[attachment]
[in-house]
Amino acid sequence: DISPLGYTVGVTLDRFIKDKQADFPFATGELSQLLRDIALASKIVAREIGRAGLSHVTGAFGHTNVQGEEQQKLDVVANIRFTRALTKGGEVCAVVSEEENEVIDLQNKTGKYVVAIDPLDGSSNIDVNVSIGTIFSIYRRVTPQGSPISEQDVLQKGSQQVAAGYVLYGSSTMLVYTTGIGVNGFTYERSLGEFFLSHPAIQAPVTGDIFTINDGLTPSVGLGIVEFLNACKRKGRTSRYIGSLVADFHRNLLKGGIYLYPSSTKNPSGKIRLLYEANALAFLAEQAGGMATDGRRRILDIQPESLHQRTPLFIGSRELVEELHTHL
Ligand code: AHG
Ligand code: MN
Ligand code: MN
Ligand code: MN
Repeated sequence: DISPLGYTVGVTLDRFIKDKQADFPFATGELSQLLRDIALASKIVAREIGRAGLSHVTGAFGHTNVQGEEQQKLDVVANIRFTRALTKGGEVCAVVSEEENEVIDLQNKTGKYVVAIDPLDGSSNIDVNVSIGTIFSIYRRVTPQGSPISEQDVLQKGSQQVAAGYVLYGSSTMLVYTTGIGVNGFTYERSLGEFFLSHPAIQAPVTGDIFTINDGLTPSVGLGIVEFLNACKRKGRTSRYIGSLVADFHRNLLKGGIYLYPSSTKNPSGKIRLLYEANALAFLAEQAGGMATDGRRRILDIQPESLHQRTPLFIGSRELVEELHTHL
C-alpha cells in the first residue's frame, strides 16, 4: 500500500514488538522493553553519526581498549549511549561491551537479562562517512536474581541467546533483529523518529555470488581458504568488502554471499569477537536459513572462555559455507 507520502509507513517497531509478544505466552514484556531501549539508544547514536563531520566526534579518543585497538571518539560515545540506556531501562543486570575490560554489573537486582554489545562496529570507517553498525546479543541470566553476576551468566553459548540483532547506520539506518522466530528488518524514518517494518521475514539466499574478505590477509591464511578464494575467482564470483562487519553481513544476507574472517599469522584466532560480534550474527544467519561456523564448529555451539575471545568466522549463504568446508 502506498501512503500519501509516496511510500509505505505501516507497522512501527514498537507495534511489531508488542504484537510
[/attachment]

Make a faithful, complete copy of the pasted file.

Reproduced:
[in-house]
Amino acid sequence: DISPLGYTVGVTLDRFIKDKQADFPFATGELSQLLRDIALASKIVAREIGRAGLSHVTGAFGHTNVQGEEQQKLDVVANIRFTRALTKGGEVCAVVSEEENEVIDLQNKTGKYVVAIDPLDGSSNIDVNVSIGTIFSIYRRVTPQGSPISEQDVLQKGSQQVAAGYVLYGSSTMLVYTTGIGVNGFTYERSLGEFFLSHPAIQAPVTGDIFTINDGLTPSVGLGIVEFLNACKRKGRTSRYIGSLVADFHRNLLKGGIYLYPSSTKNPSGKIRLLYEANALAFLAEQAGGMATDGRRRILDIQPESLHQRTPLFIGSRELVEELHTHL
Ligand code: AHG
Ligand code: MN
Ligand code: MN
Ligand code: MN
Repeated sequence: DISPLGYTVGVTLDRFIKDKQADFPFATGELSQLLRDIALASKIVAREIGRAGLSHVTGAFGHTNVQGEEQQKLDVVANIRFTRALTKGGEVCAVVSEEENEVIDLQNKTGKYVVAIDPLDGSSNIDVNVSIGTIFSIYRRVTPQGSPISEQDVLQKGSQQVAAGYVLYGSSTMLVYTTGIGVNGFTYERSLGEFFLSHPAIQAPVTGDIFTINDGLTPSVGLGIVEFLNACKRKGRTSRYIGSLVADFHRNLLKGGIYLYPSSTKNPSGKIRLLYEANALAFLAEQAGGMATDGRRRILDIQPESLHQRTPLFIGSRELVEELHTHL
C-alpha cells in the first residue's frame, strides 16, 4: 500500500514488538522493553553519526581498549549511549561491551537479562562517512536474581541467546533483529523518529555470488581458504568488502554471499569477537536459513572462555559455507 507520502509507513517497531509478544505466552514484556531501549539508544547514536563531520566526534579518543585497538571518539560515545540506556531501562543486570575490560554489573537486582554489545562496529570507517553498525546479543541470566553476576551468566553459548540483532547506520539506518522466530528488518524514518517494518521475514539466499574478505590477509591464511578464494575467482564470483562487519553481513544476507574472517599469522584466532560480534550474527544467519561456523564448529555451539575471545568466522549463504568446508 502506498501512503500519501509516496511510500509505505505501516507497522512501527514498537507495534511489531508488542504484537510